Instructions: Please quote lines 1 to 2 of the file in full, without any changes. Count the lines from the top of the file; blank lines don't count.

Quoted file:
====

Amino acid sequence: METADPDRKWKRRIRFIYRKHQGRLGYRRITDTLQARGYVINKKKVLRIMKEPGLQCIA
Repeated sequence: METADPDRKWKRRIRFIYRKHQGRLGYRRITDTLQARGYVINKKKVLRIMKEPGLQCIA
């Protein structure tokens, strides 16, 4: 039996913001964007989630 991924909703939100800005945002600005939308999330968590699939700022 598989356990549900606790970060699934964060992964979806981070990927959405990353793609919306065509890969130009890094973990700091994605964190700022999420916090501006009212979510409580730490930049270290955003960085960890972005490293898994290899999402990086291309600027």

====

Amino acid sequence: METADPDRKWKRRIRFIYRKHQGRLGYRRITDTLQARGYVINKKKVLRIMKEPGLQCIA
Repeated sequence: METADPDRKWKRRIRFIYRKHQGRLGYRRITDTLQARGYVINKKKVLRIMKEPGLQCIA